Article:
Soft drinks giant Britvic said this week its CO2 stocks had returned to normal following widespread shortages of the gas - but availability on several key fizzy drinks lines remains low, leading to frustration among some of its customers.
Branches of major supermarkets and one large London cash & carry depot visited by The Grocer in recent days all had large gaps where Britvic lines should have been. R Whites lemonade and Pepsi Max appeared to be hardest hit.sle
Meat & poultry sector back on gas
The worst of the CO2 supply crisis looks to be over for the meat and poultry sector, according to the British Poultry Council, with the UK’s main poultry processors having switched back from electrical to gas stunning during the past few weeks.
While the supply situation was “not entirely back to normal”, processors were becoming increasingly confident supplies of the gas were now holding up, said BPC chief executive Richard Griffiths.
Most major poultry processors eventually managed to secure small amounts of CO2 and switched to electrical waterbath stunning as a short-term solution to keep production going.
The BPC also lobbied government to ensure livestock-based sectors were given priority of CO2 supply on animal welfare grounds.
“Anyone who did switch to electrical stunning at the height of the crisis will have now moved back to gas stunning”, Griffiths said.
“It looks like the prioritisation we pushed for the poultry sector is sticking,” he added.
MySupermarket found that, as of Thursday 26 July, availability for Pepsi Max was as low as 18% at Asda. In Sainsbury’s it was 63%, in Morrisons 67% and in Tesco 73%. For R Whites, availability in Sainsbury’s was 67%, while in Tesco it was 74% and in Waitrose 86%.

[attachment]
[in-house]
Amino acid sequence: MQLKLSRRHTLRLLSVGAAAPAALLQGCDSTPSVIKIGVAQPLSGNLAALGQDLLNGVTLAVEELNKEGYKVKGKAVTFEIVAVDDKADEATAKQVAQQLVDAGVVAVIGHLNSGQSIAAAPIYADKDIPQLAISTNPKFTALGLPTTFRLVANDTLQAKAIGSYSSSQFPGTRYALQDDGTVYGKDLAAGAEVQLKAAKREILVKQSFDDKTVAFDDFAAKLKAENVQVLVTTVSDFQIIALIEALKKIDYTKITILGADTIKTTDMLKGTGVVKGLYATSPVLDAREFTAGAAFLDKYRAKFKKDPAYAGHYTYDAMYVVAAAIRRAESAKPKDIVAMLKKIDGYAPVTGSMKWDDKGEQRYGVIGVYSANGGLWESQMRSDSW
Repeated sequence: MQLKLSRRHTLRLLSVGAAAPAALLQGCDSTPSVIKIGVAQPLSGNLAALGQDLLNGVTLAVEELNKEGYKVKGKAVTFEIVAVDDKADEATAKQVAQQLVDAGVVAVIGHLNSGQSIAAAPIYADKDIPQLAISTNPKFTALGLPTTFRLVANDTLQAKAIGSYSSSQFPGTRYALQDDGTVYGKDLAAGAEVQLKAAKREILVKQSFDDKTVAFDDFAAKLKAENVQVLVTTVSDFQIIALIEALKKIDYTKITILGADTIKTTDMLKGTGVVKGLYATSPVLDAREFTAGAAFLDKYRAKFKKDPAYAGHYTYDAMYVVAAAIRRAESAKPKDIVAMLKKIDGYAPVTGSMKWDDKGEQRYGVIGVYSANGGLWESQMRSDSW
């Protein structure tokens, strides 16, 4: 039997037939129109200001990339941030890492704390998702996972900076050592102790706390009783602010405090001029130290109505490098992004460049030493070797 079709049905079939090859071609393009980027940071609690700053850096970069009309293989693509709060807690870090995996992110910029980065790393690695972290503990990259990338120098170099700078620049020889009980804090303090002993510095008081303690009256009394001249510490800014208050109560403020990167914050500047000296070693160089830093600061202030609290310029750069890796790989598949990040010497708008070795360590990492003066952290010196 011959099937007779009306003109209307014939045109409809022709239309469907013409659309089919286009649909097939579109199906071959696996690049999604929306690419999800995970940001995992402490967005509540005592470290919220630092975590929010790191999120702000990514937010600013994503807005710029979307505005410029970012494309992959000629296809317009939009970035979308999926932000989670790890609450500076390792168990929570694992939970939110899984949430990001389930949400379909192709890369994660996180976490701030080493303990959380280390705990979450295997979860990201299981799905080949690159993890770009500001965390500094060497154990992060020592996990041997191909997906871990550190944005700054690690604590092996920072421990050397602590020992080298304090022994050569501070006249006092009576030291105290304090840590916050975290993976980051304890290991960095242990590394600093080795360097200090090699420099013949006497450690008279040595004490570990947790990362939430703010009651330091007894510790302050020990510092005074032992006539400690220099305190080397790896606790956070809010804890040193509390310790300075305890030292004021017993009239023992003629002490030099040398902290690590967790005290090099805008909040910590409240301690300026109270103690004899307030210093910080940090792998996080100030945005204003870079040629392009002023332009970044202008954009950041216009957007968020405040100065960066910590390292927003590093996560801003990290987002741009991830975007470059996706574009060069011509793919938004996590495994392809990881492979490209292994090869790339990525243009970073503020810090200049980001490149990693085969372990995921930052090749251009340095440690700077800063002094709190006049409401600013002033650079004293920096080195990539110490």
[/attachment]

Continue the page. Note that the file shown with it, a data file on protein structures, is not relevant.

The CO2 crisis rocked large parts of the food and drink industry, affecting everything from meat production to soft drinks and beer. However, wholesalers said while many of the issues had been resolved, supplies from Britvic remained a concern.
“Despite promise after promise, there is little sign of it getting better and we still believe that the issue in wholesale appears worse than the shelves in the multiples,” said the MD of one major wholesaler.
Another source said: “Britvic are having major problems and we have suffered stock shortages as a result. We feel that poor forecasting and shareholder demands for ‘just in time’ stock management are having more and more serious consequences.”
This week Britvic reported a 3.4% increase in third-quarter revenues to £366.9m, though revenue excluding the soft drinks levy fell 0.6% in the period when the CO2 shortage hit sales.
In its statement the supplier said it had “temporarily scaled back our promotional activity and reallocated some of our secondary feature space to stills. Supply has now normalised, enabling us to start rebuilding stock levels and gradually reintroduce promotions.”
Britvic did not address availability issues in its results statement and refused to provide further comment.
However, analysts at Société Générale suggested it would “take a few weeks to re-stock and normalise shelf space allocation”.